It's really hard to make money out of PCs. There are a lot of them about. And when you're a company battling massive losses and struggling with a business unit that's no longer core to what you do, then it's time to call it quits.

And that's what Sony is doing – it has decided to sell its PC business to investment fund Japan Industrial Partners.

The deal is slightly unusual in that Vaio isn't being sold to another big PC brand – Sony previously said it was discussing a joint venture with Lenovo.

The timing of the sale may prove prescient. Things are only going to get tougher: as alarming as it is to admit, we all know the PC market is in huge decline – even though a whopping 316 million PCs were sold in 2013, the market was down by 10%.

Down time

"Even though a whopping 316 million PCs were sold in 2013, the market declined by 10 per cent"

Announcing the sale, Sony itself bleats about the "drastic changes in the global PC industry". Sony fully admits that smartphones and tablets are where it's at for the company – even though it's hardly a leader in tablets.

We shouldn't be surprised by the move. And we shouldn't be surprised to see more huge names doing the same, either, as the industry moves towards the big box shifters that can make the slender margins work.

It was big news when IBM sold its PC business to Lenovo in 2004/5 and it seemed unthinkable when HP threatened to do the same in 2011, but for Sony it doesn't feel the same. Its strengths lie elsewhere.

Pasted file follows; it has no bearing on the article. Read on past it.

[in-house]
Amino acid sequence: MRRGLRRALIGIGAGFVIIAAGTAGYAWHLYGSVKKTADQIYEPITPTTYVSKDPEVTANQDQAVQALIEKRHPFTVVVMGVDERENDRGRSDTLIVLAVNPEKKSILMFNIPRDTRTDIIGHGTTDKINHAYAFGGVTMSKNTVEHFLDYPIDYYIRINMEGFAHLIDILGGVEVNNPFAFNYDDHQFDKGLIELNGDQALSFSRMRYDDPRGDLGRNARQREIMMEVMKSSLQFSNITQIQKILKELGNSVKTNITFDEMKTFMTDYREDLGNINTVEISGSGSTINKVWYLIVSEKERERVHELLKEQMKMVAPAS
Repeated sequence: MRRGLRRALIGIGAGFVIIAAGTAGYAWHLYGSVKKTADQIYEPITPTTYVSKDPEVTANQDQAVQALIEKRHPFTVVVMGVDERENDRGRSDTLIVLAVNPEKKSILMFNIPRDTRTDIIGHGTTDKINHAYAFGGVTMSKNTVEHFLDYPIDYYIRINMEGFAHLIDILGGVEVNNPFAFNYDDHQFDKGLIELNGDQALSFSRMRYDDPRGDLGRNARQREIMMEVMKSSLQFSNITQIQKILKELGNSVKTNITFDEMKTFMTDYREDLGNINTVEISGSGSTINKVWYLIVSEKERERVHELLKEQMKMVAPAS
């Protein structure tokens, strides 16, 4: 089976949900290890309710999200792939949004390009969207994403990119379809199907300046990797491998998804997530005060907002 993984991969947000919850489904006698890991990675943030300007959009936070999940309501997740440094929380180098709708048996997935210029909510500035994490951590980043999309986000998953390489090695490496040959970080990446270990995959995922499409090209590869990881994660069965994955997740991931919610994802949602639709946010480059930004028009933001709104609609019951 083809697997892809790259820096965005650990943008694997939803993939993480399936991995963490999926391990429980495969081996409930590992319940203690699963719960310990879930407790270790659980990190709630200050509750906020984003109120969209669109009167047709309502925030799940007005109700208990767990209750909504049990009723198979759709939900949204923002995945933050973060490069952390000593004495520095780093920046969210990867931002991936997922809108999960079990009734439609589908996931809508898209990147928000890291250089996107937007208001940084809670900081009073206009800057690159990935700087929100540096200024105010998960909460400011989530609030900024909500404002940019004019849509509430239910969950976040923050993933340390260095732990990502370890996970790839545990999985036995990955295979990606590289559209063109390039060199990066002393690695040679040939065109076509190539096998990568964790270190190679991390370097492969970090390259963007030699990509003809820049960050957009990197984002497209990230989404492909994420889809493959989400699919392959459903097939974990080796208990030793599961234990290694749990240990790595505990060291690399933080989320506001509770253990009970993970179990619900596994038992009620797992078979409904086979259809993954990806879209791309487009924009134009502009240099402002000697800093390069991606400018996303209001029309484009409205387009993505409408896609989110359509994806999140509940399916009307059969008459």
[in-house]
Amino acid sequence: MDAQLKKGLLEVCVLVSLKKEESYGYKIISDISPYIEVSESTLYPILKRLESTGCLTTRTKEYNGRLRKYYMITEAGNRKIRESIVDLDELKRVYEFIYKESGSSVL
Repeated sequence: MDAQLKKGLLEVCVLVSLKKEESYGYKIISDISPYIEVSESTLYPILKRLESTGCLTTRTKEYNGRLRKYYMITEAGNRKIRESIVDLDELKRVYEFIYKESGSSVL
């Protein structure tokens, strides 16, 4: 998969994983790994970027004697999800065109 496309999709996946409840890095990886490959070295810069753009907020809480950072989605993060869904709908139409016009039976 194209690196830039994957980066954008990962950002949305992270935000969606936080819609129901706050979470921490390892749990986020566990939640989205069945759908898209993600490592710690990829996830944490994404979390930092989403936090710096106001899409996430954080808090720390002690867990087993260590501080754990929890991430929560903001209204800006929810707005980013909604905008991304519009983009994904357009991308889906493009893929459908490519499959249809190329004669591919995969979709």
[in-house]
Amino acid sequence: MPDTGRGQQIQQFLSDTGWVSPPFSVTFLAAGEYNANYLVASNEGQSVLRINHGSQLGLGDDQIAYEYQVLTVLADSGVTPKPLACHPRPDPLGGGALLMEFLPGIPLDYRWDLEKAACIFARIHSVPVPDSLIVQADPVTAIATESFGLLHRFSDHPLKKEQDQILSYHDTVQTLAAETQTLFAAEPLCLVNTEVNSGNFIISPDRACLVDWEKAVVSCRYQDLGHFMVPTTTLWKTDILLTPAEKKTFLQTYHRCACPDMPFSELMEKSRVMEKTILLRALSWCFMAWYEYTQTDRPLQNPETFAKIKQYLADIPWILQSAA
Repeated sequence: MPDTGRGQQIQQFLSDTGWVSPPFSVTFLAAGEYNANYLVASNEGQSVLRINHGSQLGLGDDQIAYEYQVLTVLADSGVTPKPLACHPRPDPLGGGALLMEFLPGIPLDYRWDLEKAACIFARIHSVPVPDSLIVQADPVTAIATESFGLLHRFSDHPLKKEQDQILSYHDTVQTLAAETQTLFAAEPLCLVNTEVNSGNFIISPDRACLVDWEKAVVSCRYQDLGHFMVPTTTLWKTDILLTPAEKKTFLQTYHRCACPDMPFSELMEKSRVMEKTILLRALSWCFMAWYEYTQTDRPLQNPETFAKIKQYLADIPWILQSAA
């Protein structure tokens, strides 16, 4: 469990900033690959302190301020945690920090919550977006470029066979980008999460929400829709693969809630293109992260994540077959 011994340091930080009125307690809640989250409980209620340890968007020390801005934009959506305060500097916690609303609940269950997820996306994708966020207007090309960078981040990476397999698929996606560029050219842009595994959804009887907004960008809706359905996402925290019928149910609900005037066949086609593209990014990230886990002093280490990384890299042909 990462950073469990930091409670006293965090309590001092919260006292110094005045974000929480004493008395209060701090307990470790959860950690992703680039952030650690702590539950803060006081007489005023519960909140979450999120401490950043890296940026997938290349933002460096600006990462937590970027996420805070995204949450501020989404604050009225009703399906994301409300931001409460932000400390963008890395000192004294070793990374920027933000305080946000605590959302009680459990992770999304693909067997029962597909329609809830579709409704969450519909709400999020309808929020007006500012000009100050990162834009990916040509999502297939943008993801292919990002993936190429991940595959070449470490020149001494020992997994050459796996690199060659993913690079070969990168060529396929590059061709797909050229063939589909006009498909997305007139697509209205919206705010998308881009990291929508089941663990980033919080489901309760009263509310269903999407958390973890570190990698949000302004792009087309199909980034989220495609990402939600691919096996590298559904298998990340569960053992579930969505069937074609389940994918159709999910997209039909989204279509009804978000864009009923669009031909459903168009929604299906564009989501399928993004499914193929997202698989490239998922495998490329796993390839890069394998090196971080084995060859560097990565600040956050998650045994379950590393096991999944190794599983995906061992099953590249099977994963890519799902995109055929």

Only in Japan for now?

The interesting thing about the move is that, although Vaio will continue, it won't necessarily be in all markets, with the new company initially concentrating on Japan before deciding whether to go further afield.

The Spring 2014 Vaios will be the last made by Sony.

Sony has always struggled with Vaio. The laptops, all-in-ones and even the netbooks looked great, but for the most part it charged a premium for them. And that's a hard sell when everything underneath is, essentially, the same as any other laptop.

It is a shame, because though the products tended to have a premium price, they also had a premium design. Using a Vaio said something about you. And – by and large – Sony made terrific machines, especially in the ultraportable segment. Sony made lightweight PCs aplenty long before Apple's MacBook Air appeared.

But even though it's sad that Sony is no longer involved with one of the two key consumer electronics products of the last 30 years, we can't afford to get too nostalgic. The PC market is changing and we just have to live with it.

A final thought: could things have been different without the debacle of Windows 8? We shall never know.